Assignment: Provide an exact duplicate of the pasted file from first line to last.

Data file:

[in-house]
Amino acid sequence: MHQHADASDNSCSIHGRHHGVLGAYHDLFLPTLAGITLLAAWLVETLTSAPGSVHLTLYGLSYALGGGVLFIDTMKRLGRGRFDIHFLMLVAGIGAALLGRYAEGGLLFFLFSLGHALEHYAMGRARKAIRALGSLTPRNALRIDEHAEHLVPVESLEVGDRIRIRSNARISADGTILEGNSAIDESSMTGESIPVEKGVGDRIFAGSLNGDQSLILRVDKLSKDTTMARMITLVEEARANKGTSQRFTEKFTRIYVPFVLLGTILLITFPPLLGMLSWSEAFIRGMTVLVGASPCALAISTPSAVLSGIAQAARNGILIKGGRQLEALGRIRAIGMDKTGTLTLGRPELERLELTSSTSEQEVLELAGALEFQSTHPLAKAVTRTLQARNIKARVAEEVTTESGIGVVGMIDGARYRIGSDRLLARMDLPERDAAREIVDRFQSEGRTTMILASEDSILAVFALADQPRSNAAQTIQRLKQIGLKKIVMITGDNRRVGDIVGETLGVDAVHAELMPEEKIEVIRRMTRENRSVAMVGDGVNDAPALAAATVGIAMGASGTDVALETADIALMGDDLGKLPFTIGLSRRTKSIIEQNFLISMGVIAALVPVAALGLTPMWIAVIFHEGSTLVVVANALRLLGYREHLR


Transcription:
[in-house]
Amino acid sequence: MHQHADASDNSCSIHGRHHGVLGAYHDLFLPTLAGITLLAAWLVETLTSAPGSVHLTLYGLSYALGGGVLFIDTMKRLGRGRFDIHFLMLVAGIGAALLGRYAEGGLLFFLFSLGHALEHYAMGRARKAIRALGSLTPRNALRIDEHAEHLVPVESLEVGDRIRIRSNARISADGTILEGNSAIDESSMTGESIPVEKGVGDRIFAGSLNGDQSLILRVDKLSKDTTMARMITLVEEARANKGTSQRFTEKFTRIYVPFVLLGTILLITFPPLLGMLSWSEAFIRGMTVLVGASPCALAISTPSAVLSGIAQAARNGILIKGGRQLEALGRIRAIGMDKTGTLTLGRPELERLELTSSTSEQEVLELAGALEFQSTHPLAKAVTRTLQARNIKARVAEEVTTESGIGVVGMIDGARYRIGSDRLLARMDLPERDAAREIVDRFQSEGRTTMILASEDSILAVFALADQPRSNAAQTIQRLKQIGLKKIVMITGDNRRVGDIVGETLGVDAVHAELMPEEKIEVIRRMTRENRSVAMVGDGVNDAPALAAATVGIAMGASGTDVALETADIALMGDDLGKLPFTIGLSRRTKSIIEQNFLISMGVIAALVPVAALGLTPMWIAVIFHEGSTLVVVANALRLLGYREHLR